Articles | Volume 6, issue 3
28 Jun 2010
 | 28 Jun 2010

Coral Cd/Ca and Mn/Ca records of ENSO variability in the Gulf of California

J. D. Carriquiry and J. A. Villaescusa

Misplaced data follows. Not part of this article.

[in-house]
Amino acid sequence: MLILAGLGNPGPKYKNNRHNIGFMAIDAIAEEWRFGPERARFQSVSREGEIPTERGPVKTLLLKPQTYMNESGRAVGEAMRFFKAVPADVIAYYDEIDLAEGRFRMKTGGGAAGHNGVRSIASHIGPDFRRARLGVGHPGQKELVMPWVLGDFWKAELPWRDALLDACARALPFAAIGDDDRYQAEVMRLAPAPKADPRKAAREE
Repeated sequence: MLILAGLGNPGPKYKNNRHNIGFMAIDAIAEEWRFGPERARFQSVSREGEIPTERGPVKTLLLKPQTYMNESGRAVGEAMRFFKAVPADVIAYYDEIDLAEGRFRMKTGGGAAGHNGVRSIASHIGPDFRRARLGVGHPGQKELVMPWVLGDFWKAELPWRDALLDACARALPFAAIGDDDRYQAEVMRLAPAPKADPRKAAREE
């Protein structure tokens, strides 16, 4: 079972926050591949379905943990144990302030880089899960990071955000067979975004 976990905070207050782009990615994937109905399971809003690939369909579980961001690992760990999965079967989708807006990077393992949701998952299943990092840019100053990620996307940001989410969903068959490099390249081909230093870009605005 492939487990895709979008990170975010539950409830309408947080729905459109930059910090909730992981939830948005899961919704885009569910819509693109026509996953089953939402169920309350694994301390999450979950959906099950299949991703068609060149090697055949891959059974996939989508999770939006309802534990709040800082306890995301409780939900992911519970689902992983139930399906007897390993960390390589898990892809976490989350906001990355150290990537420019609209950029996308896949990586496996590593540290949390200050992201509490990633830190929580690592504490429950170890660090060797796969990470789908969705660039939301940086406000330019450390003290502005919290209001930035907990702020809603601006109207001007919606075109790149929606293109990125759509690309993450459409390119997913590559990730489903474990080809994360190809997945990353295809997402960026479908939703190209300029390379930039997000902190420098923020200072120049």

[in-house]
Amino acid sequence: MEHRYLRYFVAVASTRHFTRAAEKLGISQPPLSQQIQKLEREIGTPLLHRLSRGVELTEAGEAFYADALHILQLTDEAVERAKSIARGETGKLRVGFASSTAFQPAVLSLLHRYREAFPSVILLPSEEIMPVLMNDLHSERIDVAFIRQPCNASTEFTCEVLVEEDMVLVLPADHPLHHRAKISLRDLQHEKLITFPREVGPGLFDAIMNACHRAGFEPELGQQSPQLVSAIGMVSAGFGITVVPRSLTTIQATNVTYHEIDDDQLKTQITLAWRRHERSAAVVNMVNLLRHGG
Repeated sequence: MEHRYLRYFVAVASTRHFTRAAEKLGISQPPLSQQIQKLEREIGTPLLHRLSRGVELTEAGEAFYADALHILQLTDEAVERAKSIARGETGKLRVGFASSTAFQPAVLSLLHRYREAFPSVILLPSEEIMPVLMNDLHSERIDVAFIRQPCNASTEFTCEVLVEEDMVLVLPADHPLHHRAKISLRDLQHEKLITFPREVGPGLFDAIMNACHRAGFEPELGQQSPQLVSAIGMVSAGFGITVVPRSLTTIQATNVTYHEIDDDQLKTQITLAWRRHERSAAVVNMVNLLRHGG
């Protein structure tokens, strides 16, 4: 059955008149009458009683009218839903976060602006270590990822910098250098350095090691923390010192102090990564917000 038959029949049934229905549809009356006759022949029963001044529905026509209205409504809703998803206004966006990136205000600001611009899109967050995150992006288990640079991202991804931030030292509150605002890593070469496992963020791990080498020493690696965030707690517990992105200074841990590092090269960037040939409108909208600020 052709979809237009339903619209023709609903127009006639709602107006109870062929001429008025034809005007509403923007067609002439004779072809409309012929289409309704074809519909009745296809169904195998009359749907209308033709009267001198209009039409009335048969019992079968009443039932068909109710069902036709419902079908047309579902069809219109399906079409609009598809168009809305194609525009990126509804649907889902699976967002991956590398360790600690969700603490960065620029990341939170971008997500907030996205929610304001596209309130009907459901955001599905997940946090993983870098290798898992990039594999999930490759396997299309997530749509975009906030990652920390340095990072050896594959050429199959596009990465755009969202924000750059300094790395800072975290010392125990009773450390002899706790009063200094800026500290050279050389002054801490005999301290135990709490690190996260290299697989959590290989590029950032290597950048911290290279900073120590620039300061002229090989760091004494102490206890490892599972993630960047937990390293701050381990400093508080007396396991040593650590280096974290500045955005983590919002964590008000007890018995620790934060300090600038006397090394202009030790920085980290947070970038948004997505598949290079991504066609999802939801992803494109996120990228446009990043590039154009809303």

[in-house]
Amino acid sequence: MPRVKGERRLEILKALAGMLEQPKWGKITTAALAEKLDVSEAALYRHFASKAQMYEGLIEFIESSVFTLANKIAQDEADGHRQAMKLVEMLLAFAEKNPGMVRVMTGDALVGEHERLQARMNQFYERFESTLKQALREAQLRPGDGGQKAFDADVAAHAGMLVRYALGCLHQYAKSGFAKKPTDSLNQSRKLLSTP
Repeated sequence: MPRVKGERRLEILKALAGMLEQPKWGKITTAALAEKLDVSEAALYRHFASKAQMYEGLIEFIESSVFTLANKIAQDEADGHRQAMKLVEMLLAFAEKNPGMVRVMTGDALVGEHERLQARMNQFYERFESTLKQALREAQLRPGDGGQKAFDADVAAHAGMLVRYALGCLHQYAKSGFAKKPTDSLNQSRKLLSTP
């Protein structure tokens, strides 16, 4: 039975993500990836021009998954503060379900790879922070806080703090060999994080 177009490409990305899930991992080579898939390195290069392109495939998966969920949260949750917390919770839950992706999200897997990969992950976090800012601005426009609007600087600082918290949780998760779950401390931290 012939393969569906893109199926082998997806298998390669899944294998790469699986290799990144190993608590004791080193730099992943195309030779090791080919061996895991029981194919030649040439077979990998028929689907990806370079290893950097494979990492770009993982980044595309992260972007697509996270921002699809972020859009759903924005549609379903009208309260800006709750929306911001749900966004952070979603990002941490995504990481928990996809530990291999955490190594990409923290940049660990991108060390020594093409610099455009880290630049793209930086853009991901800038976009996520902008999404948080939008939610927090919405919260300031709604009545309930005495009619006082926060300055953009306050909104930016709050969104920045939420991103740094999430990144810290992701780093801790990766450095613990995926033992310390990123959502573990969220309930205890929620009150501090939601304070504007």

Abstract. We analyzed the trace element ratios Cd/Ca and Mn/Ca in three coral colonies (Porites panamensis (1967–1989), Pavona clivosa (1967–1989) and Pavona gigantea (1979–1989)) from Cabo Pulmo reef, Southern Gulf of California, Mexico, to assess the oceanographic changes caused by El Niño – Southern Oscillation (ENSO) events in the Eastern Tropical North Pacific (ETNP). Interannual variations in the coral Cd/Ca and Mn/Ca ratios showed clear evidence that incorporation of Cd and Mn in the coral skeleton was influenced by ENSO conditions, but the response for each metal was controlled by different processes. The Mn/Ca ratios were significantly higher during ENSO years (p<0.05) relative to non-ENSO years for the three species of coral. In contrast, the Cd/Ca was systematically lower during ENSO years, but the difference was significant (p<0.05) only in Pavona gigantea. A decrease in the incorporation of Cd and a marked increase in Mn indicated strongly reduced vertical mixing in the Gulf of California during the mature phase of El Niño. The oceanic warming during El Niño events produces a relaxation of upwelling and a stabilization of the thermocline, which may act as a physical barrier limiting the transport of Cd from deeper waters into the surface layer. In turn, this oceanic condition can increase the residence time of particulate-Mn in surface waters, allowing an increase in the photo-reduction of particulate-Mn and the release of available Mn into the dissolved phase. These results support the use of Mn/Ca and Cd/Ca ratios in biogenic carbonates as tracers of increases in ocean stratification and trade wind weakening and/or collapse in the ETNP during ENSO episodes.